This weekend, visitors to the Fort Scott National Historic Site can take part in the 150th anniversary of the military’s return to the fort and the role it and Kansas played in the Union’s effort in the West.
Fort Scott is near the border of Kansas and Missouri that once was known as the Permanent Indian Frontier and Bleeding Kansas. It also is one of the sites in Kansas that helped ignite the Civil War.
Established in 1842 as a base for the Army’s peacekeeping efforts along the Permanent Indian Frontier, the fort was first garrisoned by light cavalry and infantry soldiers.
The 31 years that the fort operated closely paralleled what the nation was going through.
During much of the fort’s early years, the soldiers escorted wagon trains traveling the Santa Fe and Oregon trails, surveyed unmapped territory and developed communications with the Plains Indians.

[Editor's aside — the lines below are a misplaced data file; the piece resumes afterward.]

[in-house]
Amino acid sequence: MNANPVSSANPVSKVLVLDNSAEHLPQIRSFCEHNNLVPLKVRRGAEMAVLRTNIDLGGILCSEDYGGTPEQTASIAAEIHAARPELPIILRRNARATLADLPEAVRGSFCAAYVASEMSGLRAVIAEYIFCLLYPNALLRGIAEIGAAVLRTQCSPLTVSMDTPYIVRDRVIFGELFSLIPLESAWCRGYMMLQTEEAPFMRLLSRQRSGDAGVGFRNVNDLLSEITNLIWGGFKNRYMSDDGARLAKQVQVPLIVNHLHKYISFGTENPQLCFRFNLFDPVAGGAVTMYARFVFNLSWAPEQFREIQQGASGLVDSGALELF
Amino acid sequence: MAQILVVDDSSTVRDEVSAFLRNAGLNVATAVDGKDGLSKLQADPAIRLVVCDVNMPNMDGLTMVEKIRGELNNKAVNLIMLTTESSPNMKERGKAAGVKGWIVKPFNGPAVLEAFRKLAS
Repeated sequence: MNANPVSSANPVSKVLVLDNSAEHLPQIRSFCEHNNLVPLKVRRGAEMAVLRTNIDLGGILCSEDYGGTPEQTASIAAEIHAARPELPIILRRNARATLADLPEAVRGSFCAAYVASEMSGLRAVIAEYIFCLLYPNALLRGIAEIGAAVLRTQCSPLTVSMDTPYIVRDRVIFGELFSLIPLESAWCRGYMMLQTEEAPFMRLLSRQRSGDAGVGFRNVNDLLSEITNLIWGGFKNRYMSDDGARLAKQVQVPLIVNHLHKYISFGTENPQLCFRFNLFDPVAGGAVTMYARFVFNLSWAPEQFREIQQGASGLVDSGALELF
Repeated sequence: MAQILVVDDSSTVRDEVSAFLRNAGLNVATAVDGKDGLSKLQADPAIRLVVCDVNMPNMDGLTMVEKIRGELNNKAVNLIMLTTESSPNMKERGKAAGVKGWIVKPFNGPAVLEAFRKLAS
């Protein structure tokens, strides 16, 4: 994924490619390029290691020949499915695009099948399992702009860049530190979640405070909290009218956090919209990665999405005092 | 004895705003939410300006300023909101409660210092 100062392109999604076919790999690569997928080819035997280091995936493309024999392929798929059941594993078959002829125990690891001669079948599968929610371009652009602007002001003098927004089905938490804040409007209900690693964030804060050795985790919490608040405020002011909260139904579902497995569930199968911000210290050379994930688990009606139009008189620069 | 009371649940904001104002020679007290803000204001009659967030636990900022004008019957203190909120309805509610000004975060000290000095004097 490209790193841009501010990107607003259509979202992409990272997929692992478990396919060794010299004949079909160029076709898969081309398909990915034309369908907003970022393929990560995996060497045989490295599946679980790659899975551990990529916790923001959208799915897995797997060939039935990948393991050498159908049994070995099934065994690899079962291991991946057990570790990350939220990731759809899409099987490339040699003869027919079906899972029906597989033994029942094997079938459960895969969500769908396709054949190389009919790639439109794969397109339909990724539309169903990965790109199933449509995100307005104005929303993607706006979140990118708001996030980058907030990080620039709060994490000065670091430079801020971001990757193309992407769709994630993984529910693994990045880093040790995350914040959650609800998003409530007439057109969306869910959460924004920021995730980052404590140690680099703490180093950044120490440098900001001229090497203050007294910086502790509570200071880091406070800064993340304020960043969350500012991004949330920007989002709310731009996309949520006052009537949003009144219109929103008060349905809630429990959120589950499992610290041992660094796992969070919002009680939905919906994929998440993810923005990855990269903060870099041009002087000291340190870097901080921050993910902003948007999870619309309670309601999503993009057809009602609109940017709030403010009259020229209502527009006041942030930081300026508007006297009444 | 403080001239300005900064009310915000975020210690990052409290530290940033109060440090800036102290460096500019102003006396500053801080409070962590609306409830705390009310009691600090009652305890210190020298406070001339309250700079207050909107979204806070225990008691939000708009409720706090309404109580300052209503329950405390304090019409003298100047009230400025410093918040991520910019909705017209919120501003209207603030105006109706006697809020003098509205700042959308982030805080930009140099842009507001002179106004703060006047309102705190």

The fort was abandoned briefly when Kansas became a state in 1861 and reopened in 1862 as a major military supply base for troops stationed in Kansas, Missouri, Arkansas and the Indian Territory.
It is one of the few permanent forts of its kind and time period to have been restored in its entirety.
This weekend, Union Army re-enactors will represent the infantry, cavalry and artillery soldiers of 1862. At 9 a.m. Saturday and Sunday, the infantry and cavalry re-enactors will raise the “morning colors” above the fort. Visitors will be able to walk through the period-correct military camp and talk with soldiers to learn about life in the mid-19th century. The re-enactor soldiers will also march and fire small arms and cannons. Civil War-era music will be played at 1 p.m. Saturday, and at 2 p.m., a Civil War fashion show with hoop skirts will be shown.
Other events will include speeches and exhibits on the Civil War. At 11 a.m. Sunday, visitors can join in a period church service on the parade grounds.
Fort Scott National Historic Site, a unit of the National Park Service, is open daily from 8 a.m. to 5 p.m.
For more information, call the site at 620-223-0310 or visit www.nps.gov/fosc.